Brooks Harper – How are these policies to solve this issue coming along?

  • Williams Knight – We are forming a group of business leaders in a movement called Employers for Childcare to look at the ideas and policies of other states regarding funding, incentives, and tax credits, and then go to the legislature to present one multi-year plan; also thinking about how we get more teachers qualified quicker


Karen Brooks Harper – Is the business community prepared to get behind an issue that is not necessarily a tax incentive, for example?

  • Williams Knight – Yes; in order to solve a workforce issue, we need to solve this childcare issue


Brooks Harper – What are some of the economic policies relating to childcare that the legislature could focus on?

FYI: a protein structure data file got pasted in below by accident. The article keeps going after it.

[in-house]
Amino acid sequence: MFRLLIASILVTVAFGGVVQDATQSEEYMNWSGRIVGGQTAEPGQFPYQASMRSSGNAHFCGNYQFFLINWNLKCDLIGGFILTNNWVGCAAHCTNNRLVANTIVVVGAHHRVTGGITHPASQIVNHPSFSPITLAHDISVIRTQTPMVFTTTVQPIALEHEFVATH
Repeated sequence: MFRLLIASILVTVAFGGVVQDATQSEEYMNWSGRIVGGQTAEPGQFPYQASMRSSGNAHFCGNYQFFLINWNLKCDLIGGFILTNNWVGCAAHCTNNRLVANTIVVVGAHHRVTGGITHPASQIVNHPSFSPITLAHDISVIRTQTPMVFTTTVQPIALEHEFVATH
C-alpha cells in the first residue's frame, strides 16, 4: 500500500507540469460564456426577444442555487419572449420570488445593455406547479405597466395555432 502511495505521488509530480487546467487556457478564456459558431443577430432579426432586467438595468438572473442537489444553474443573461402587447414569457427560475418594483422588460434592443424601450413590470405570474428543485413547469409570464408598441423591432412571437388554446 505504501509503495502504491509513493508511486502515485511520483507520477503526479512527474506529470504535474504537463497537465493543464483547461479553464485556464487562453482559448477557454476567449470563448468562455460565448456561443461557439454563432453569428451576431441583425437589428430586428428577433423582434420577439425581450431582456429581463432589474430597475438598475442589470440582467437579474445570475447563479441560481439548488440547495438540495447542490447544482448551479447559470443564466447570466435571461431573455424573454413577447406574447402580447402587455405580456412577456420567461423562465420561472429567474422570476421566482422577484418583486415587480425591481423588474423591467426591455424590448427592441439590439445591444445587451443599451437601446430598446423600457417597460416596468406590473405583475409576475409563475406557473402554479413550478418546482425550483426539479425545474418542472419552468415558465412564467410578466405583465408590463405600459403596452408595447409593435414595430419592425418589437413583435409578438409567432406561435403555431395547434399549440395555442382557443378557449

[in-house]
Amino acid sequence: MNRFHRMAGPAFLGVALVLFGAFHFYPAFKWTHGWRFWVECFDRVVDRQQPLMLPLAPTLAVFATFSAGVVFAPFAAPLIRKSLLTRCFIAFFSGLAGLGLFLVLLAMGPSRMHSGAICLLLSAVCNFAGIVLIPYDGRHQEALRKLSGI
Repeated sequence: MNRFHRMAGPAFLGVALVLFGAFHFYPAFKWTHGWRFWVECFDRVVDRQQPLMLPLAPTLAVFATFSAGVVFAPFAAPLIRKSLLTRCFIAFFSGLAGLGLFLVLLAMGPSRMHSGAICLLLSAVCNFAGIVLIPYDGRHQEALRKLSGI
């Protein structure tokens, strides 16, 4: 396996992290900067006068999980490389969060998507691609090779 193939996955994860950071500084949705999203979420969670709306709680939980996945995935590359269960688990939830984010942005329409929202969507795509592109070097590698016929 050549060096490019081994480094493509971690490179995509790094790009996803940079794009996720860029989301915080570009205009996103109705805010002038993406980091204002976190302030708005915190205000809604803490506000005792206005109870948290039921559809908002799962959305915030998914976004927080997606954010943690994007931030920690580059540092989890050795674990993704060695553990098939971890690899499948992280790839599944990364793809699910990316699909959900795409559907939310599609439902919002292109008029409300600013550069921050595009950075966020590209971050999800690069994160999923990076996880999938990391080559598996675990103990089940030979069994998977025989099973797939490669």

• Pedigo – First, Change Texas Rising Star (TRS) policy to allow childcare systems that want to open a new facility or simply change an address to not have to start from the approval system process from the very beginning, this impacts reimbursement rates; can incentivize more investments into childcare; second, like Kentucky policy, reimbursing childcare up to a certain percent for employees whose income is below the median state wage; third, city governments can also focus on this issue, like how businesses can match childcare
  • Williams Knight – There is also small points of licensing and regulation at the state and local level we could address, like improving when new childcare systems can market new facilities; current policy is until 30 days before, should be earlier; little hinderances like marketing funding, when you can set out an open sign, etc. should be addressed; these are easy fixes